Oskar Bolza
 Died 5 Jul 1942 at age 85 (born 12 May 1857).
German mathematician who moved to the U.S. in 1888. He published The elliptic s-functions considered as a special case of the hyperelliptic s-functions in 1900. From 1910, he worked on the calculus of variations. Bolza wrote a classic textbook on the subject, Lectures on the Calculus of Variations (1904). He returned to Germany in 1910, where he researched function theory, integral equations and the calculus of variations. In 1913, he published a paper presenting a new type of variational problem now called "the problem of Bolza." The next year, he wrote about variations for an integral problem involving inequalities, which later become important in control theory. Bolza ceased his mathematical research work at the outbreak of WW I in 1914.«
  Chester Greenwood
 Died 5 Jul 1937 at age 78 (born 4 Dec 1858).
American inventor and manufacturer of earmuffs, which, while a teenager, he designed and patented (U.S. No.188,292 issued 13 Mar 1877). He had experienced very uncomfortable cold ears while skating in winter, and solved his problem with beaver fur pads on a wire frame. By his mid-twenties, he had a factory and 11 workers producing Greenwood Champion Ear Protectors in his hometown of Farmington producing 50,000 earmuffs yearly. Distribution grew to 400,000 pairs by the year he died. He patented many other inventions. In 1977, the Maine state legislature officially declared 21 Dec, the first day of winter, as the annual Chester Greenwood Day. His hometown celebrates with a parade in early December.«[Image: Greenwood wearing the earmuffs from a promotional photo.]   more
  Erland Nordenskiöld
Thumbnail - Erland Nordenskiöld
 Died 5 Jul 1932 at age 54 (born 19 Jul 1877).
Nils Erland Herbert Nordenskiöld was a Swedish ethnologist and archaeologist, and a foremost scholar of South American Indian culture in his time. From 1913, at the Gotebörg Ethnographic Museum, Sweden, he started a period of intensive acquisition. Exhibits and documentation increased and the collection grew more rapidly than before. His work influenced the study of anthropology in Sweden and Denmark. He made zoological expeditions to Patagonia (1899) and Agentina and Bolivia (1901-02), then turned to archeological research in the mountains of Peru and Boliva (1904-05). A later expeditions led to a paper dealing with mounds and urn burials in Bolivia (1912). On his last expedition (1927) he studied the Chocó and Cuna Indians of Columbia and Panama.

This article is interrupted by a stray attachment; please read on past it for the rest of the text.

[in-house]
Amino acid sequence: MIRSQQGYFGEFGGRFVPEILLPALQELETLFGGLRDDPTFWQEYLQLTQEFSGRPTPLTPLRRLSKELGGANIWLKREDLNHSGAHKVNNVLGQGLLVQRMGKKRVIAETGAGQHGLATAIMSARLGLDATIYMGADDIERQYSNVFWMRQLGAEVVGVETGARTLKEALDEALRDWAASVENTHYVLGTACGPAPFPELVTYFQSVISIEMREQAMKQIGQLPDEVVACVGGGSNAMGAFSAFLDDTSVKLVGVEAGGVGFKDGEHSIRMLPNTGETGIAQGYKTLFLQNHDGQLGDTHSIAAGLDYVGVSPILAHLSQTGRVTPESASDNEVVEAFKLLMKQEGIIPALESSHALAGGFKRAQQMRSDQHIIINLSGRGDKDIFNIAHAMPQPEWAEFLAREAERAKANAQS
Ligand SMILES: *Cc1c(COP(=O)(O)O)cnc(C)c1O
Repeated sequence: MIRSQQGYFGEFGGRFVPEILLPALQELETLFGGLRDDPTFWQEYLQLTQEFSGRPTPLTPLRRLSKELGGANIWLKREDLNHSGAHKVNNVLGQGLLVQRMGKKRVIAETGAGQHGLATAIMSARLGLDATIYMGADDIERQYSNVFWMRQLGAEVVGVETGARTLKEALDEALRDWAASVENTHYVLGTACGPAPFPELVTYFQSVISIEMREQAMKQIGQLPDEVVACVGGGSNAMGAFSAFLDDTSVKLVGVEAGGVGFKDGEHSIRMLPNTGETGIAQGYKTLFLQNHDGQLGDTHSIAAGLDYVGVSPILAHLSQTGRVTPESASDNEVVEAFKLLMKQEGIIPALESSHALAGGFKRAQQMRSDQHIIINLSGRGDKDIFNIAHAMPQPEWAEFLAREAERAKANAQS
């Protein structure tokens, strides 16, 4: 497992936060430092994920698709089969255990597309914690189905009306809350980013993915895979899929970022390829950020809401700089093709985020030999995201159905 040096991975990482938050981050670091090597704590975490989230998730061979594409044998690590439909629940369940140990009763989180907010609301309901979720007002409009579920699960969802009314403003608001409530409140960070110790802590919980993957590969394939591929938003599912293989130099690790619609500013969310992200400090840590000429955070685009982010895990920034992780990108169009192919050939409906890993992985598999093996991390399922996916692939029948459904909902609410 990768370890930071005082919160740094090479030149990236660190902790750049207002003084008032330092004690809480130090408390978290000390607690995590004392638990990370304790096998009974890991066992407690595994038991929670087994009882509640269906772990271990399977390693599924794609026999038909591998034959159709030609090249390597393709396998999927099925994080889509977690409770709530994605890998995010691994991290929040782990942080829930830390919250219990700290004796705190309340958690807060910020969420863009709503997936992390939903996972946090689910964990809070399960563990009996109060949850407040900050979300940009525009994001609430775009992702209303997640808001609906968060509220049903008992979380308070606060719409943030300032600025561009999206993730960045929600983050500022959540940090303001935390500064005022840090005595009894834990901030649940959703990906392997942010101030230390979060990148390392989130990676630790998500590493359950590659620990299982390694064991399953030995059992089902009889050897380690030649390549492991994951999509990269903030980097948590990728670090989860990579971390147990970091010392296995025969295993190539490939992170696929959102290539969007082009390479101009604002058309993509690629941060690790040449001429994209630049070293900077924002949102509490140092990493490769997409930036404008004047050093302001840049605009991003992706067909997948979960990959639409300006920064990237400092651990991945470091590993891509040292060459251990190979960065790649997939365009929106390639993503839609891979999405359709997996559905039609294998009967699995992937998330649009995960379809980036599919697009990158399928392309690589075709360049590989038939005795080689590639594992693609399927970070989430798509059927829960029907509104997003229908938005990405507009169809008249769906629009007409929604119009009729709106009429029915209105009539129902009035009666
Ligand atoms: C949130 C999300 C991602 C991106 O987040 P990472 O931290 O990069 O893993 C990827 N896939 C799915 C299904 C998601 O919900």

René-Louis Baire
 Died 5 Jul 1932 at age 58 (born 21 Jan 1874).
French mathematician whose study of irrational numbers and whose concept to divide the notion of continuity into upper and lower semi-continuity greatly influenced the French School of Mathematics. His doctoral thesis led to the solution of the problem of the characteristic property of limited functions of continuous functions and helped establish the theory of functions of real variables.
  Albrecht Kossel
 Died 5 Jul 1927 at age 73 (born 16 Sep 1853).   quotes
Karl Martin Leonhard Albrecht Kossel was a German biochemist who was awarded the Nobel Prize for Physiology or Medicine in 1910 for his contributions to understanding the chemistry of nucleic acids and proteins. He discovered the nucleic acids that are the bases in the DNA molecule, the genetic substance of the cell.
  G. Johnstone Stoney
 Died 5 Jul 1911 at age 85 (born 15 Feb 1826).   quotes
George Johnstone Stoney was an Irish physicist who coined the term electron for the fundamental unit of electricity. At the Belfast meeting of the British Association in Aug 1874, in a paper: On the Physical Units of Nature, Stoney called attention to a minimum quantity of electricity. He wrote, “I shall express ‘Faraday's Law’ in the following terms ... For each chemical bond which is ruptured within an electrolyte a certain quantity of electricity traverses the electrolyte which is the same in all cases.” Stoney subsequently offered the name electron for this minimum electric charge. When J.J. Thomson identified cathode rays as streams of negative particles (1897), each carrying probably Stoney's minimum quantity of charge, the name was applied to the particle rather than the quantity of charge.   more
  Sir Austen Henry Layard
 Died 5 Jul 1894 at age 77 (born 5 Mar 1817).